In February, the coronavirus wasn't exactly on Jessie Aron's mind. At the time, only a few cases had been reported in the Pacific Northwest.
Truth be told, the mysterious illness didn't consume her thoughts back then mainly because she was a little preoccupied preparing to launch her first, five-years-in-the-making, brick-and-mortar restaurant, Malka. The chef and co-owner stressed over the menu, the décor and the vibe. She wanted it to reflect a similar sense of "chaos and comfort" that her former venture, food trailer Carte Blanche, was known for.
Malka is situated in a small house on Southeast Division Street—only six blocks from the home she grew up in. The space features mismatched chairs, colorful Persian rugs, and floral wallpaper Aron designed herself. She recalls the glee she felt when she could finally showcase the antique plates and bowls she'd been collecting from thrift stores and estate sales for customers to eat off of.
But as the pandemic swept the country, the decorative place settings were packed away and replaced with cardboard to-go boxes. And Malka had not even been open a full month.
"That was the moment I was like, 'Oh, wow, this is going to be the long haul,'" Aron says. "It was a moment of sadness and adjustment, where I sort of realized that I had to set aside my original vision and just adapt."
Launching a yearslong dream in the middle of a global health emergency was anything but ideal, but Aron is scrappy. Instead of shuttering for good (a thought that did cross her mind) or closing until what felt like normal arrived (it hasn't), she relied on her previous experience running the food cart and started slinging orders.
"It was like I was in intense, adrenaline emergency mode," says Aron. "We were new and we had just started to win over customers. Then I started to see the fear in myself and in my staff. I remember the feeling of not knowing what to do at all, and wanting someone to just tell me what to do. I felt like a kid."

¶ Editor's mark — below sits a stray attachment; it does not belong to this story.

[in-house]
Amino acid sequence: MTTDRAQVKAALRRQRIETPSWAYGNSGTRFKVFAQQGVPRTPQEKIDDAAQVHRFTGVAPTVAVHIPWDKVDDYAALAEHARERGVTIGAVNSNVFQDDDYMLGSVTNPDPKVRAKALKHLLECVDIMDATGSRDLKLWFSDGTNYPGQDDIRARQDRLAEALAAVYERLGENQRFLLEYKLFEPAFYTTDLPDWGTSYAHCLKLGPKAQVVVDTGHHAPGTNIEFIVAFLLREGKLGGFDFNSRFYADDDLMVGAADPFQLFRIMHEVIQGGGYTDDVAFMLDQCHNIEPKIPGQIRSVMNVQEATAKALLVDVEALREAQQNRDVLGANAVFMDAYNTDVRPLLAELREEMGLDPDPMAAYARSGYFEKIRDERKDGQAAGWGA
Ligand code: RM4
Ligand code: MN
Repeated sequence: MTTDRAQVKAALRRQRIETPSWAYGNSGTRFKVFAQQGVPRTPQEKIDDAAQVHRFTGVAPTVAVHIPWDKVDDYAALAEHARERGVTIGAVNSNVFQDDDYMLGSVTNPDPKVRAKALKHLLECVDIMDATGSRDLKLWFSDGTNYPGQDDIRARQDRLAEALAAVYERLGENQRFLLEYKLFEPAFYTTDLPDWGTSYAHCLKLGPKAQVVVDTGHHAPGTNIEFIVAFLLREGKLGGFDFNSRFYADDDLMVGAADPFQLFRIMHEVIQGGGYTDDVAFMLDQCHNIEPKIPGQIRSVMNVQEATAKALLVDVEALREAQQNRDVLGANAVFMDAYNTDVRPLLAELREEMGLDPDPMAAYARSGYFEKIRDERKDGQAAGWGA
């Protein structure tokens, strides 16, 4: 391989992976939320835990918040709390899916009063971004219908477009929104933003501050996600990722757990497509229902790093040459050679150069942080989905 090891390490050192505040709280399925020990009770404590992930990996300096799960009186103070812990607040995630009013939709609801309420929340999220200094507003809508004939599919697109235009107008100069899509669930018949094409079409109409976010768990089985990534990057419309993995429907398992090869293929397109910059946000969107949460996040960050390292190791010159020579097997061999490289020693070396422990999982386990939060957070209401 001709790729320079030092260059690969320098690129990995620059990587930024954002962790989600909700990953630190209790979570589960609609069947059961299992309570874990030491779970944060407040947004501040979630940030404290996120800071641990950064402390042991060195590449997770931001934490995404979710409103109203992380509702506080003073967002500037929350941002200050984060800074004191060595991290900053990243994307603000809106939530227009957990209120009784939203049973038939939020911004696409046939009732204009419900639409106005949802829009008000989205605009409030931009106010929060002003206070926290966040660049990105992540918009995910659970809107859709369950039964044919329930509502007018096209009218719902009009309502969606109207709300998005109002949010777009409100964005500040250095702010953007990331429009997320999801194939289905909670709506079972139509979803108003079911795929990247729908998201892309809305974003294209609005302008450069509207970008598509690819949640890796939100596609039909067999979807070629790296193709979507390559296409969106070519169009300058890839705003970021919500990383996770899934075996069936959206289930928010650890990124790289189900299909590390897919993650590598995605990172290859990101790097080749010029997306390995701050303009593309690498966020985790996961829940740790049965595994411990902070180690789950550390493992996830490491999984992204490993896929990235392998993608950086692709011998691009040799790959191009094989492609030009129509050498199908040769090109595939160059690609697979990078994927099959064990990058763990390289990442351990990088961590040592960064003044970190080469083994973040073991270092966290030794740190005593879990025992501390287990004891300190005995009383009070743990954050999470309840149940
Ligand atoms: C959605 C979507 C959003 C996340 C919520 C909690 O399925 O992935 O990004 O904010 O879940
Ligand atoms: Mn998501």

Aron still craves guidance—from the government, mostly—but the generosity of Malka's customer base is what has kept it afloat. A regular who wished to remain anonymous came to Aron with an idea to give the restaurant $250 to make meals for people in need. That proposal had a domino effect, morphing into a "vessel of kindness" for patrons to buy food for strangers.
There are no plans to reopen Malka's dining room anytime soon. So long as COVID-19 cases continue to rise, Aron says the restaurant cannot safely serve customers indoors, and she will fulfill takeout orders indefinitely.
"There's a chance that we won't survive," she says. "Am I optimistic? Yes. I am cautiously optimistic. Terrified? Yes. Confident? Probably not. We are trying our best, and we are still here."
UPDATE: Malka will continue takeout during the most recent set of restrictions. Aron says she is worried about how all of this will affect the entire industry.
Portland's Restaurants Were Hanging on by a Thread. What Will They Do in a Holiday Freeze?
Gado Gado's Owners Made a Bet on High-End-Cuisine-Meets-Junk-Food Asian Fusion During the Pandemic. The Wager Paid Off.
David Machado Closed All Five of His Restaurants Because of the Virus, Ending His Career In the Restaurant Industry. But He's Not Bitter.
The Owner of a New Japanese Comfort Food Restaurant Faced Two Challenges When Opening This Year: a Pandemic and Historic Wildfires
Naomi Pomeroy May Have Shut Down Her Iconic Prix-Fixe Restaurant, but She Isn't Abandoning the City's Food Scene Anytime Soon.
Jessie Aron's First Brick-and-Mortar Hadn't Even Been Operating for a Month Before the Lockdown, but Malka Is Fighting to Stay Alive
Wayfinder, Like Many Breweries During the Pandemic, Has Ramped Up Its Packaging for Homebound Drinkers
First the Pandemic Halted Tasting-Room Traffic, Then Wildfire Smoke Threatened Their Grapes. Yet Local Winemakers Are Finding New Ways to Serve Flights and Save the 2020 Vintage.